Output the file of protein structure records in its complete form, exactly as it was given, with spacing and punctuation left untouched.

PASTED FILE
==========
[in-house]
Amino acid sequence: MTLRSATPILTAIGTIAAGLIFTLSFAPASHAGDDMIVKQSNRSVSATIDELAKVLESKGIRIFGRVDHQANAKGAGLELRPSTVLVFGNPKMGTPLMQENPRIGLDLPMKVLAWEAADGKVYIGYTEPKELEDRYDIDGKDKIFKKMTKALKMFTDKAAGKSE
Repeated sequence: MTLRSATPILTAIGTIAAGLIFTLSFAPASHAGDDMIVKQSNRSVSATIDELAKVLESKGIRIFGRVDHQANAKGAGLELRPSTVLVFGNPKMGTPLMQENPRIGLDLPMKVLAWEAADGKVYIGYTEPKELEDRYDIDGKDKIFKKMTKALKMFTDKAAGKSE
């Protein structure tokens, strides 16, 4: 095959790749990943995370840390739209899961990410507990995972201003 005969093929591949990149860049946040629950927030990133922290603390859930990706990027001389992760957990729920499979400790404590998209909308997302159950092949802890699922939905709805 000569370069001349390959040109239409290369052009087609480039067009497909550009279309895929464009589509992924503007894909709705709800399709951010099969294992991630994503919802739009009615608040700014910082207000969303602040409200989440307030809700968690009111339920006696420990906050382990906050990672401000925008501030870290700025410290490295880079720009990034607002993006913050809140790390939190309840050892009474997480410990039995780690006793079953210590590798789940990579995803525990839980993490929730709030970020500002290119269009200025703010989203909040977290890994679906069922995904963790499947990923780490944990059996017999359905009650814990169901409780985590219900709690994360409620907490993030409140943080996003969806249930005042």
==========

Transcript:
[in-house]
Amino acid sequence: MTLRSATPILTAIGTIAAGLIFTLSFAPASHAGDDMIVKQSNRSVSATIDELAKVLESKGIRIFGRVDHQANAKGAGLELRPSTVLVFGNPKMGTPLMQENPRIGLDLPMKVLAWEAADGKVYIGYTEPKELEDRYDIDGKDKIFKKMTKALKMFTDKAAGKSE
Repeated sequence: MTLRSATPILTAIGTIAAGLIFTLSFAPASHAGDDMIVKQSNRSVSATIDELAKVLESKGIRIFGRVDHQANAKGAGLELRPSTVLVFGNPKMGTPLMQENPRIGLDLPMKVLAWEAADGKVYIGYTEPKELEDRYDIDGKDKIFKKMTKALKMFTDKAAGKSE
């Protein structure tokens, strides 16, 4: 095959790749990943995370840390739209899961990410507990995972201003 005969093929591949990149860049946040629950927030990133922290603390859930990706990027001389992760957990729920499979400790404590998209909308997302159950092949802890699922939905709805 000569370069001349390959040109239409290369052009087609480039067009497909550009279309895929464009589509992924503007894909709705709800399709951010099969294992991630994503919802739009009615608040700014910082207000969303602040409200989440307030809700968690009111339920006696420990906050382990906050990672401000925008501030870290700025410290490295880079720009990034607002993006913050809140790390939190309840050892009474997480410990039995780690006793079953210590590798789940990579995803525990839980993490929730709030970020500002290119269009200025703010989203909040977290890994679906069922995904963790499947990923780490944990059996017999359905009650814990169901409780985590219900709690994360409620907490993030409140943080996003969806249930005042």